Kentucky Democratic governor pushes back against Trump-led attacks on electric vehicles

Kentucky Democratic governor pushes back against Trump-led attacks on electric vehicles

FRANKFORT, Ky. — Electric vehicles have built up enough momentum from job growth and investments to steer past any roadblocks from Donald Trump and other critics, Kentucky Gov. Andy Beshear said Thursday.

The Democratic governor said the thousands of EV-related jobs springing up across the country, including in rural GOP strongholds, should be enough to overcome the political backlash against the technology.

“Jobs are so much more important than the political rhetoric that’s out there day in and day out,” Beshear said during a sit-down interview with The Associated Press.

In the Bluegrass State, the emerging EV sector has been a big contributor to the state’s record pace of economic growth. Since mid-2020, EV-related companies have announced nearly $12 billion in investments and are expected to produce more than 10,200 full-time jobs. That includes the state’s largest-ever economic development project under construction, which will produce batteries to power future Ford and Lincoln electric vehicles.

The governor dismissed the barrage of anti-EV attacks from former Republican President Trump and others as “just another attempt to divide people.”

“A lot of people have tried to fight the future, and none of them have ever won,” Beshear said. “The EV evolution or revolution is coming. The only question is how long will it take to get here.”

The emergence of EVs has become an issue in the presidential campaign. Democratic President Joe Biden promotes electric vehicles as a key component of his clean-energy agenda. Trump, the presumptive GOP presidential nominee, calls Biden’s push for EVs a “radical plan” that amounts to government overreach. Meanwhile, Republican allies in the petroleum industry have spent millions on ads that say Biden’s tax credit for EV buyers will cost Americans their freedom.

Beshear said Thursday that the attacks won’t impede Kentucky’s EV sector. Since winning reelection last year, the governor has taken a more active role in promoting Democrats across the country. Beshear defeated Trump-backed candidates twice in winning the governorship in GOP-leaning Kentucky,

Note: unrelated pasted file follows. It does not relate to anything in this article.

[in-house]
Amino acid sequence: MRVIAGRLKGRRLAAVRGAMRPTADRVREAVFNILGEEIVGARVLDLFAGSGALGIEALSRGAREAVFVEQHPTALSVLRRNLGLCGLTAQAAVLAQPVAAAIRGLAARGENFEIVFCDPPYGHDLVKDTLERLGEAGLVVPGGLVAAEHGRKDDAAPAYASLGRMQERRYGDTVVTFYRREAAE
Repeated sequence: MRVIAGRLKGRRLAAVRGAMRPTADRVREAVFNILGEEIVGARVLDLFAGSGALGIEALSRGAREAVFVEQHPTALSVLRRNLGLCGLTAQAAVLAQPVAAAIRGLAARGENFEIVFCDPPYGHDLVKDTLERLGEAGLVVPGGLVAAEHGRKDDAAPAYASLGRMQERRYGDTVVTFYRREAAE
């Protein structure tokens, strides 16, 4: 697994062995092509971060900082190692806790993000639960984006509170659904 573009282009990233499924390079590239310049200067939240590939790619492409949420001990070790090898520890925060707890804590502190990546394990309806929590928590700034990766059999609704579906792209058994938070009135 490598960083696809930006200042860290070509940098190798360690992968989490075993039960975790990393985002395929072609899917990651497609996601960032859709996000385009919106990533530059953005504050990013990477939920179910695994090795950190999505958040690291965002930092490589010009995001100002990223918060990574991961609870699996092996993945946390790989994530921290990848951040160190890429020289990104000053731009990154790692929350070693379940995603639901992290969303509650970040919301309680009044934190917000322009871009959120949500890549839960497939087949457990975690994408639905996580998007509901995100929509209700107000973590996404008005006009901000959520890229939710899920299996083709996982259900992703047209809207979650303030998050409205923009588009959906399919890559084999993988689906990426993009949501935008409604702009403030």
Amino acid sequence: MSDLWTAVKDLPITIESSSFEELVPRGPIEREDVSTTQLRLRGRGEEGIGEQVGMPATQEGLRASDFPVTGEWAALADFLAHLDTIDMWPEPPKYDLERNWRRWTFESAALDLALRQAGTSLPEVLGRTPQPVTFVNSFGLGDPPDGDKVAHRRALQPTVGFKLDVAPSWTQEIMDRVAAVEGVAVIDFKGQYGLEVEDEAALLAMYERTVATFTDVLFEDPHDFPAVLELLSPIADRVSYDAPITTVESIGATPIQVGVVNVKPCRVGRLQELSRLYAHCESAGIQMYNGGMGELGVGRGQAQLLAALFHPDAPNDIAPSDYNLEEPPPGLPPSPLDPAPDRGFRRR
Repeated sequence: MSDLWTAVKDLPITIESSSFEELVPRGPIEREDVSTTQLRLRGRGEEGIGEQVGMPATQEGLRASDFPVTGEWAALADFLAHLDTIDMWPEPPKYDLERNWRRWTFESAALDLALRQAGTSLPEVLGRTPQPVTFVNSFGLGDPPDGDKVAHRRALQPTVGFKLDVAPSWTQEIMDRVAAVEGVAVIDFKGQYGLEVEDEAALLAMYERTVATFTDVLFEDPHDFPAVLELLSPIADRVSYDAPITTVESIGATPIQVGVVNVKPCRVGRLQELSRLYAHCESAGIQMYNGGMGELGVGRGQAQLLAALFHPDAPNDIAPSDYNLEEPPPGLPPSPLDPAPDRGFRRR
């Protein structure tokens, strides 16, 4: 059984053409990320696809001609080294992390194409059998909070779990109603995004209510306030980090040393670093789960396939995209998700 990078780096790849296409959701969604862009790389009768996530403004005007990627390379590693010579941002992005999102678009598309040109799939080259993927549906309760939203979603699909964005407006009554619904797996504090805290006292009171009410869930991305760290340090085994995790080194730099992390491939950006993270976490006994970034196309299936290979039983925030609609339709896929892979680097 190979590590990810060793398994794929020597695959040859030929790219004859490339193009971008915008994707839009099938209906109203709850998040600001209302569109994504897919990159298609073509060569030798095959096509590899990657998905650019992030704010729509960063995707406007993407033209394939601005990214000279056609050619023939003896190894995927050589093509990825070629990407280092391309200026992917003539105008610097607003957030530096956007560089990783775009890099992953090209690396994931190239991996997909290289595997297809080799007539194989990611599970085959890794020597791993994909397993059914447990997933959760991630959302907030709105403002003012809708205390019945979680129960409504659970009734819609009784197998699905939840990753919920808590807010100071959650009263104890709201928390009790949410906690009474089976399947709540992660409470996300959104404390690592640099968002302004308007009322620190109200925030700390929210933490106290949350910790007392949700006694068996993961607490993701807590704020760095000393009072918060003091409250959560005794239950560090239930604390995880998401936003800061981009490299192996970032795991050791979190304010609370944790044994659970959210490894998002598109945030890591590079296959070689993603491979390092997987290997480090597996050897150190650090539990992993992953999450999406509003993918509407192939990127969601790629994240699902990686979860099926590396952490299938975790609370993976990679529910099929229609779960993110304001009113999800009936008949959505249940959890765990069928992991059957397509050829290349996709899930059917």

“This is coming,” Beshear said of the EV industry. “It is already growing. And Kentucky is going to be a leader in this EV evolution … and it’s exciting. And it’s a huge number of jobs.”

“At the end of the day, regardless of who wins the presidential election, there are going to be so many jobs and so much investment that the EV sector is going to continue to grow,” he added.

GM CEO Mary Barra said at the company’s annual shareholders meeting on Tuesday that May was the company’s best sales month ever for electric vehicles. Spokesman David Caldwell declined to give U.S. numbers, but said GM sold about 9,000 vehicles in North America last month. Previously the best month was around 7,000, he said.

But the EV sector still faces headwinds. A new poll indicates that many Americans remain skeptical of electric vehicles. About 4 in 10 U.S. adults say they would be at least somewhat likely to buy an EV the next time they buy a car, according to the poll by The Associated Press-NORC Center for Public Affairs Research and the Energy Policy Institute at the University of Chicago. Some 46% say they are not too likely or not at all likely to purchase one.

Beshear said Thursday that the poll revealed encouraging signs for the EV sector. The number of adults indicating they’d be at least somewhat likely to buy an EV “is a heck of a start in looking at the transition that we know is going to occur,” he said.

“So I don’t view that as bad news at all,” Beshear added. “Four in 10 consumers is more than enough to support where we are right now as a state. But that’s going to grow over time.”

Range anxiety – the idea that EVs cannot go far enough on a single charge and may leave a driver stranded — continues as a major reason why many Americans do not purchase electric vehicles. In ridiculing EVs, Trump says “they don’t go far enough and they’re too expensive.”

In Kentucky, Beshear recently announced a third round of awards to private developers to build federally funded EV charging stations. In all, the state has approved 42 charging stations from 11 developers to provide “reliable and convenient places to charge vehicles that are located every 50 miles along our interstates and our parkways. This is just the start,” Beshear said at a recent news conference. That total doesn’t include the charging stations others are building in the state.

Beshear predicted EVs will overcome charging and pricing concerns — as well as the political attacks. And their availability will free motorists from anxiety over gas prices, he said.

“One of the things that we see every single day when we drive around is the price of gas,” he said.


Associated Press Writer Tom Krisher in Detroit contributed to this report.

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